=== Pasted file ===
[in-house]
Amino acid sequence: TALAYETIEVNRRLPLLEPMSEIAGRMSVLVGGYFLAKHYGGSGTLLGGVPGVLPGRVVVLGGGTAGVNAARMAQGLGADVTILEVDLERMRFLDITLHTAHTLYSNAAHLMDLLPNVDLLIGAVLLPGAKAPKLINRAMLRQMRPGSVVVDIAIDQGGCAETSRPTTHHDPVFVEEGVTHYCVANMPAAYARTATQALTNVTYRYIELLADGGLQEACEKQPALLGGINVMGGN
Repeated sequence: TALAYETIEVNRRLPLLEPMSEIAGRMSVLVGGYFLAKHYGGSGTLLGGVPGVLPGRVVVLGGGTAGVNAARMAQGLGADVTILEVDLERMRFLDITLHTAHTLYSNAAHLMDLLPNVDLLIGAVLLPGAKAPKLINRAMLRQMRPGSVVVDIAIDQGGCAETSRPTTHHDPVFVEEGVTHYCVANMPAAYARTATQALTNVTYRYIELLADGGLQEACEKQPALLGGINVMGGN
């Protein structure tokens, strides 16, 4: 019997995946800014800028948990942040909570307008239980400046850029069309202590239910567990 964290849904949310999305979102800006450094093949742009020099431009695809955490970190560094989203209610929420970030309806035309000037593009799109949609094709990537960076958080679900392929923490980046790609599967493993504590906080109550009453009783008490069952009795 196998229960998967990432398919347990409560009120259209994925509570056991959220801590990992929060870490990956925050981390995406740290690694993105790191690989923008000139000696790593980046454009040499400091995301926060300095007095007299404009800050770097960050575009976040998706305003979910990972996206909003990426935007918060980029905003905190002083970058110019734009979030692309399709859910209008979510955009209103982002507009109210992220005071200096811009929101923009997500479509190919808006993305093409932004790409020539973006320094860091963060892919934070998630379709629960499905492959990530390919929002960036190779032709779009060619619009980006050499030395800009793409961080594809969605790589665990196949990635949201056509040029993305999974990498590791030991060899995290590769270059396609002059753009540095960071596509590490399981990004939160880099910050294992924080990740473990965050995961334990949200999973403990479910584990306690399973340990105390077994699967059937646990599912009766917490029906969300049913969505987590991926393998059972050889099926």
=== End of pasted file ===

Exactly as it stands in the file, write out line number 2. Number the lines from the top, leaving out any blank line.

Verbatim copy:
Amino acid sequence: TALAYETIEVNRRLPLLEPMSEIAGRMSVLVGGYFLAKHYGGSGTLLGGVPGVLPGRVVVLGGGTAGVNAARMAQGLGADVTILEVDLERMRFLDITLHTAHTLYSNAAHLMDLLPNVDLLIGAVLLPGAKAPKLINRAMLRQMRPGSVVVDIAIDQGGCAETSRPTTHHDPVFVEEGVTHYCVANMPAAYARTATQALTNVTYRYIELLADGGLQEACEKQPALLGGINVMGGN